The Info List - Ugaritic

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Ugaritic[2] (/ˌuːɡəˈrɪtɪk, ˌjuː-/) is an extinct Northwest Semitic language[3][4] discovered by French archaeologists in 1929. It is known almost only in the form of writings found in the ruined city of Ugarit
(modern Ras Shamra, Syria).[5][6][7] It has been used by scholars of the Hebrew Bible
Hebrew Bible
to clarify Biblical Hebrew
Biblical Hebrew
texts and has revealed ways in which the cultures of ancient Israel and Judah found parallels in the neighboring cultures.[6] Ugaritic
has been called "the greatest literary discovery from antiquity since the deciphering of the Egyptian hieroglyphs
Egyptian hieroglyphs
and Mesopotamian cuneiform".[8]


1 Corpus 2 Writing system 3 Phonology 4 Grammar 5 See also 6 Notes 7 References 8 External links

Corpus[edit] The Ugaritic
language is attested in texts from the 14th through the 12th century BC. The city of Ugarit
was destroyed roughly 1190 BC.[9] Literary texts discovered at Ugarit
include the Legend of Keret, the legends of Danel, the Myth of Baal-Aliyan, and the Death of Baal—the latter two are also collectively known as the Baal Cycle—all revealing aspects of ancient Canaanite religion. According to one hypothesis, Ugaritic
texts might solve the biblical puzzle of the anachronism of Ezekiel
mentioning Daniel at Ezekiel 14:13-16; it is because in both Ugaritic
and Hebrew texts, it is correctly Danel.[6] Writing system[edit] Main article: Ugaritic

Clay tablet
Clay tablet
of Ugaritic

Table of Ugaritic

The Ugaritic alphabet
Ugaritic alphabet
is a cuneiform script used beginning in the 15th century BC. Like most Semitic scripts, it is an abjad, where each symbol stands for a consonant, leaving the reader to supply the appropriate vowel. Although it appears similar to Mesopotamian cuneiform (whose writing techniques it borrowed), its symbols and symbol meanings are unrelated. It is the oldest example of the family of West Semitic scripts such as the Phoenician, Paleo-Hebrew, and Aramaic alphabets (including the Hebrew alphabet). The so-called "long alphabet" has 30 letters while the "short alphabet" has 22. Other languages (particularly Hurrian) were occasionally written in it in the Ugarit area, although not elsewhere. Clay tablets written in Ugaritic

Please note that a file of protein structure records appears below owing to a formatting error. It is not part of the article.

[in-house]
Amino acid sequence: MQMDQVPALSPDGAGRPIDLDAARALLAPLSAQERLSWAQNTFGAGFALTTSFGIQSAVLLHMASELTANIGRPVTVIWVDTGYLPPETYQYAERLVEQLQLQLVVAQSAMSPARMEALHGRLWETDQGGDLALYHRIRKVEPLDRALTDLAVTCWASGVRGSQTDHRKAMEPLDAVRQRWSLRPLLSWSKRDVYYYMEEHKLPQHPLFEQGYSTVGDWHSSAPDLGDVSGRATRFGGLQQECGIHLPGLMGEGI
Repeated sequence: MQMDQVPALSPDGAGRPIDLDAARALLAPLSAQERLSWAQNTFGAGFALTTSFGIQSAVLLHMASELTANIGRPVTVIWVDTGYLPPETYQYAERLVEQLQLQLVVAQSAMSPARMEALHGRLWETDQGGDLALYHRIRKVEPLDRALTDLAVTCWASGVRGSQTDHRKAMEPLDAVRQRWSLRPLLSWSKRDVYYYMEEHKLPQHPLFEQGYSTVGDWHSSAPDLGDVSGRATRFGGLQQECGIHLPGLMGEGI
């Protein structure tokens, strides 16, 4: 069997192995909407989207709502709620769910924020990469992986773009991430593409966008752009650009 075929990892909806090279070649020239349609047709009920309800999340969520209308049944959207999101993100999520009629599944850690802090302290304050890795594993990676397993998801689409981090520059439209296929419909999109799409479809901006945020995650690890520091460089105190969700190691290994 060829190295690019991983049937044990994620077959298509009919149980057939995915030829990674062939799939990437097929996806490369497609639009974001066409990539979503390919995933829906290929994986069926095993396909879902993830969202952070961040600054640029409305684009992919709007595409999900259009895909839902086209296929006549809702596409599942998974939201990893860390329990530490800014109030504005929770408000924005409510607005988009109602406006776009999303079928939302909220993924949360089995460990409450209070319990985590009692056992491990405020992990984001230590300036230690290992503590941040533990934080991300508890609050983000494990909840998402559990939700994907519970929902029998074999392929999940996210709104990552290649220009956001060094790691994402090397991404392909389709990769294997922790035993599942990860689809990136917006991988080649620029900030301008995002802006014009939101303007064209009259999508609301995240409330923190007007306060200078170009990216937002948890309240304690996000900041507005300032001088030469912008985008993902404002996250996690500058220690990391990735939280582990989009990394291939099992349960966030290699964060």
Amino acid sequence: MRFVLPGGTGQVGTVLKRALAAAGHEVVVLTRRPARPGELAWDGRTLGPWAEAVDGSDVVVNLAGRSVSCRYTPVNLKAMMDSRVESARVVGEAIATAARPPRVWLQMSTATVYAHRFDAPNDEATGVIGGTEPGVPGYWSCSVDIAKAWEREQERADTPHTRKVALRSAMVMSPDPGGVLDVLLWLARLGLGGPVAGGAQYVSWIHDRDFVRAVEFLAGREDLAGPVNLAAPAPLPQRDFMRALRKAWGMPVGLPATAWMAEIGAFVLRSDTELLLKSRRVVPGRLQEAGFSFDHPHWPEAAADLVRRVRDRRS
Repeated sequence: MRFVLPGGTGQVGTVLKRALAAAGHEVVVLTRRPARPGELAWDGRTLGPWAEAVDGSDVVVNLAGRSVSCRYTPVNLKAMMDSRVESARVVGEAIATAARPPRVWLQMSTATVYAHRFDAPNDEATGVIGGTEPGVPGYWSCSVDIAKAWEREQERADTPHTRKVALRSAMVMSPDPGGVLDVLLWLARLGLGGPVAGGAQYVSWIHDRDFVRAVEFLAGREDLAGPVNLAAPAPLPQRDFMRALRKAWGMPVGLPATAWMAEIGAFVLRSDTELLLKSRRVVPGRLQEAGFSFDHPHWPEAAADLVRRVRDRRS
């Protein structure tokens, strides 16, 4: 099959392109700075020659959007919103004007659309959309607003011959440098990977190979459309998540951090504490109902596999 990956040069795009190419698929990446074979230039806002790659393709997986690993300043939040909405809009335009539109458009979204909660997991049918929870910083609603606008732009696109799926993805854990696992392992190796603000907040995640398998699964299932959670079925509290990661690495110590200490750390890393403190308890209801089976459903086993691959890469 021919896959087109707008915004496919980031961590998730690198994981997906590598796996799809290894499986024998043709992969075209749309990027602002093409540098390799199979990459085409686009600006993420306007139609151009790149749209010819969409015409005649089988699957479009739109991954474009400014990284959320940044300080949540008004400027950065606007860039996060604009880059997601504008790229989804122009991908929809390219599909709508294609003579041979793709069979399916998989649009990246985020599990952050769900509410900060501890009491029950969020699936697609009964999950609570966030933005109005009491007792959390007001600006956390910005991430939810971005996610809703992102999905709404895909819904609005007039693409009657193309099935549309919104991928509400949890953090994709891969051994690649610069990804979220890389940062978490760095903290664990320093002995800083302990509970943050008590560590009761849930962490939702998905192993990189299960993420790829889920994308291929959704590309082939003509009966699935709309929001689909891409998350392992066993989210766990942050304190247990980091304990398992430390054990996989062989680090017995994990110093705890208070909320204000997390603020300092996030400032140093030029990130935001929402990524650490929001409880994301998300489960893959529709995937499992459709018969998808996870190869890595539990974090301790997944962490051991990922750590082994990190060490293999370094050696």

provide the earliest evidence of both the Levantine ordering of the alphabet, which gave rise to the alphabetic order of the Hebrew, Greek, and Latin alphabets; and the South Semitic order, which gave rise to the order of the Ge'ez script. The script was written from left to right. Phonology[edit] Ugaritic
had 28 consonantal phonemes (including two semivowels) and eight vowel phonemes (three short vowels and five long vowels): a ā i ī u ū ē ō. The phonemes ē and ō occur only as long vowels and are the result of monophthongization of the diphthongs ay and aw, respectively.

consonantal phonemes[citation needed]

Labial Interdental Dental/Alveolar Palatal Velar Uvular Pharyngeal Glottal

plain emphatic

Nasal m


Stop voiceless p

t tˤ

k q


voiced b



Fricative voiceless

θ s sˤ ʃ x ħ h


ð z ðˤ (ʒ)[1] ɣ[2] ʕ



j w



^ The voiced palatal fricative [ʒ] occurs as a late variant of the voiced interdental fricative /ð/. ^ The voiced velar fricative /ɣ/, while an independent phoneme at all periods, also occurs as a late variant of the emphatic voiced interdental /ðˤ/.

The following table shows Proto-Semitic
phonemes and their correspondences among Ugaritic, Classical Arabic
Classical Arabic
and Tiberian Hebrew:

Proto-Semitic Ugaritic Classical Arabic Tiberian Hebrew Imperial Aramaic

b [b] b ب b [b] ב b/ḇ [b/v] ב b/ḇ [b/v]

p [p] p ف f [f] פ p/p̄ [p/f] פ p/p̄ [p/f]

ḏ [ð] d; sometimes ḏ [ð] ذ ḏ [ð] ז z [z] ד (older ז) d/ḏ [d/ð]

ṯ [θ] ṯ [θ] ث ṯ [θ] שׁ š [ʃ] ת t/ṯ [t/θ]

ṱ [θʼ] ẓ [ðˤ]; sporadically ġ [ɣ] ظ ẓ [ðˤ] צ ṣ [sˤ] ט ṭ [tˤ]

d [d] d د d [d] ד d/ḏ [d/ð] ד d/ḏ [d/ð]

t [t] t ت t [t] ת t/ṯ [t/θ] ת t/ṯ [t/θ]

ṭ [tʼ] ṭ [tˤ] ط ṭ [tˤ] ט ṭ [tˤ] ט ṭ [tˤ]

š [s] š [ʃ] س s [s] שׁ š [ʃ] שׁ š [ʃ]

z [dz] z ز z [z] ז z [z] ז z [z]

s [ts] s س s [s] ס s [s] ס s [s]

ṣ [tsʼ] ṣ [sˤ] ص ṣ [sˤ] צ ṣ [sˤ] צ ṣ [sˤ]

l [l] l ل l [l] ל l [l] ל l [l]

ś [ɬ] š ش š [ʃ] שׂ ś [ɬ]→[s] שׂ/ס s/ś [s]

ṣ́ [(t)ɬʼ] ṣ [sˤ] ض ḍ [ɮˤ]→[dˤ] צ ṣ [sˤ] ע (older ק) ʿ [ʕ]

g [ɡ] g ج ǧ [ɡʲ]→[dʒ] ג g/ḡ [ɡ/ɣ] ג g/ḡ [ɡ/ɣ]

k [k] k ك k [k] כ k/ḵ [k/x] כ k/ḵ [k/x]

q [kʼ] q ق q [q] ק q [q] ק q [q]

ġ [ɣ] ġ [ɣ] غ ġ [ɣ] ע ʿ [ʕ] ע ʿ [ʕ]

ḫ [x] ḫ [x] خ ḫ [x] ח ḥ [ħ] ח ḥ [ħ]

ʿ [ʕ] ʿ [ʕ] ع ʿ [ʕ] ע ʿ [ʕ] ע ʿ [ʕ]

ḥ [ħ] ḥ [ħ] ح ḥ [ħ] ח ḥ [ħ] ח ḥ [ħ]

ʾ [ʔ] ʾ [ʔ] ء ʾ [ʔ] א ʾ [ʔ] א/∅ ʾ/∅ [ʔ/∅]

h [h] h ه h [h] ה h [h] ה h [h]

m [m] m م m [m] מ m [m] מ m [m]

n [n] n; total assimilation before a consonant ن n [n] נ n [n] נ n [n]

r [r] r ر r [r] ר r [r] ר r [r]

w [w] w; y [j] initially و w [w] ו w [w] ו w [w]

y [j] y [j] ي y [j] י y [j] י y [j]

Proto-Semitic Ugaritic Classical Arabic Tiberian Hebrew Imperial Aramaic

Grammar[edit] Main article: Ugaritic
grammar Ugaritic
is an inflected language, and its grammatical features are highly similar to those found in Classical Arabic
Classical Arabic
and Akkadian. It possesses two genders (masculine and feminine), three grammatical cases for nouns and adjectives (nominative, accusative, and genitive), three numbers (singular, dual, and plural), and verb aspects similar to those found in other Northwest Semitic languages. The word order for Ugaritic